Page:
City may target radio ‘dead spots’

Lebanon City Council will look at a major upgrade to the city’s communication systems Tuesday.
Mar 1, 2014

 

Lebanon City Council will look at a major upgrade to the city’s communication systems Tuesday.

“The radio system has been a challenge for some time,” said Lebanon police Chief Scott Bowen.

He explained that with the terrain within Wilson County, emergency responders have several areas within the county where departments’ current radios don’t work. 

“For us, [the radios] are our lifeline,” said Bowen.

He said officers can’t communicate with each other or with dispatch when they’re in one of the dead spots. 

The issue is not limited to the police department, said Bowen. 

The fire department, public works and public safety have reported the same issues, according to Bowen and Mayor Philip Craighead.

Additionally, the city’s different departments can’t communicate with one another using the existing radio system, which creates issues during emergencies requiring multi-department responses.

Although the issue isn’t a new one, it’s reached a new urgency in recent months.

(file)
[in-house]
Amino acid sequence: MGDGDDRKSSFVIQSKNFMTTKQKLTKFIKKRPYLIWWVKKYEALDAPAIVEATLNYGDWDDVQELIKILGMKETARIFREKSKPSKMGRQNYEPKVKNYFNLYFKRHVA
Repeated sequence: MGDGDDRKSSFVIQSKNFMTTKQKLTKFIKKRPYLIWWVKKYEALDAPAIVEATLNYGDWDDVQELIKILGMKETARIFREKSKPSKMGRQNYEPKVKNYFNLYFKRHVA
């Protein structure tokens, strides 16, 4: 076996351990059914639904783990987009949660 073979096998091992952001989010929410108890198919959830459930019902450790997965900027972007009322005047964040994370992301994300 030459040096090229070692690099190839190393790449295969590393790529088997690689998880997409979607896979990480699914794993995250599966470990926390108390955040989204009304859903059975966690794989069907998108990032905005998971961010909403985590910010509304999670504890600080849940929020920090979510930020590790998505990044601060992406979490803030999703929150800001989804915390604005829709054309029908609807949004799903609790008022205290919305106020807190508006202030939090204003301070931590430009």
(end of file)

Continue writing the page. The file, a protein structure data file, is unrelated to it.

“We’re looking at trying to rectify that problem and trying to move it on as quickly as possible,” said Craighead.

A recently enacted federal law changed the allowed specifications for the departments’ communications frequencies, narrowing the available bandwidth.

“We were told by the radio company that we were probably going to lose 15-20 percent of our coverage because of that,” said Bowen.

The departments tried different mechanisms to compensate to try to resolve the issue.

“Honestly, it just did not work,” said Bowen.

Additionally, one of the key components in the radio system was damaged in recent storms. The cost to replace it would be between $7,500 and $10,000.

Instead of investing thousands of dollars in a piece of equipment that would need to be replaced to fix the issue with dead spots, officials believe it’s simply time to fix the problem.

The solution, according to Bowen, includes new repeaters and new radios using a different technology than the current system uses.

“[Using the proposed system], we tested the dead spots that we were fully aware of, and we had no issues,” said Bowen.

He said the company selling the system is also offering a rebate credit that will no longer be offered in April.

“Time is of the essence,” said Bowen.

Given that, council during its Tuesday meeting is due to consider an emergency line item transfer of more than $436,000 to buy radios and related equipment and dispatch equipment for the upgrade.

Council will also meet for a work session at 5 p.m. Tuesday to further discuss the request.

“We just wanted to give the opportunity to council to understand the needs and the concerns and the urgency of it,” said Craighead.

 

 

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